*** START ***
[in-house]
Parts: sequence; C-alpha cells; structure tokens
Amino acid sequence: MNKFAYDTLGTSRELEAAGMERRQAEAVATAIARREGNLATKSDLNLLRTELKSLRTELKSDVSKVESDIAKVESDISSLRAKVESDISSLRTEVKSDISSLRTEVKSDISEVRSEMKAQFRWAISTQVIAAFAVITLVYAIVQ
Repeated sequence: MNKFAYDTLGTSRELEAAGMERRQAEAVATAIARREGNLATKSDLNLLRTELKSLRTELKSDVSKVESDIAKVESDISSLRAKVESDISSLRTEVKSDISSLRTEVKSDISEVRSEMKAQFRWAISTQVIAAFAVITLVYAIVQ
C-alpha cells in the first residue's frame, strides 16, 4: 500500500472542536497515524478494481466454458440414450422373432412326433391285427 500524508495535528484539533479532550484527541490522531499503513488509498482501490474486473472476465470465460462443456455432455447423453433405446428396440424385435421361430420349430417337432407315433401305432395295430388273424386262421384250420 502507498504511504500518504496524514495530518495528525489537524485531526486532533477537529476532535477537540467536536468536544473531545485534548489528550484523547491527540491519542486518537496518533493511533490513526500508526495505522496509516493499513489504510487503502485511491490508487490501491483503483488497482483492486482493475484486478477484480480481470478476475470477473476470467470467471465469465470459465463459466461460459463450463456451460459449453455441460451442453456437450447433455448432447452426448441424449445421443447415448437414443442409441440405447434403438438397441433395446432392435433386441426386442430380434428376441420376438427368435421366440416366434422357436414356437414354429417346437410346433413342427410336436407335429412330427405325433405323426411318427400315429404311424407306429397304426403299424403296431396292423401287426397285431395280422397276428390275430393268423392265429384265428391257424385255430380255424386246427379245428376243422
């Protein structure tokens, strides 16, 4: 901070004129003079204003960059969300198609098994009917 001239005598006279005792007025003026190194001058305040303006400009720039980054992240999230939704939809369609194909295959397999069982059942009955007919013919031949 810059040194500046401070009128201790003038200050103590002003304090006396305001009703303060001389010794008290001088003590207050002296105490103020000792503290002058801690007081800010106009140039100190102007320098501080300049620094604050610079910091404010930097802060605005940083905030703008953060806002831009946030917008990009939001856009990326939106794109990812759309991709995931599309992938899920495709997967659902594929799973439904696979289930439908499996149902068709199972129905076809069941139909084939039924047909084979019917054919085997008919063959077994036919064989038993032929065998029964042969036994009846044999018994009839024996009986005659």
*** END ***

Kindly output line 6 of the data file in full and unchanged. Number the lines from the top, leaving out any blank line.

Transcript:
């Protein structure tokens, strides 16, 4: 901070004129003079204003960059969300198609098994009917 001239005598006279005792007025003026190194001058305040303006400009720039980054992240999230939704939809369609194909295959397999069982059942009955007919013919031949 810059040194500046401070009128201790003038200050103590002003304090006396305001009703303060001389010794008290001088003590207050002296105490103020000792503290002058801690007081800010106009140039100190102007320098501080300049620094604050610079910091404010930097802060605005940083905030703008953060806002831009946030917008990009939001856009990326939106794109990812759309991709995931599309992938899920495709997967659902594929799973439904696979289930439908499996149902068709199972129905076809069941139909084939039924047909084979019917054919085997008919063959077994036919064989038993032929065998029964042969036994009846044999018994009839024996009986005659």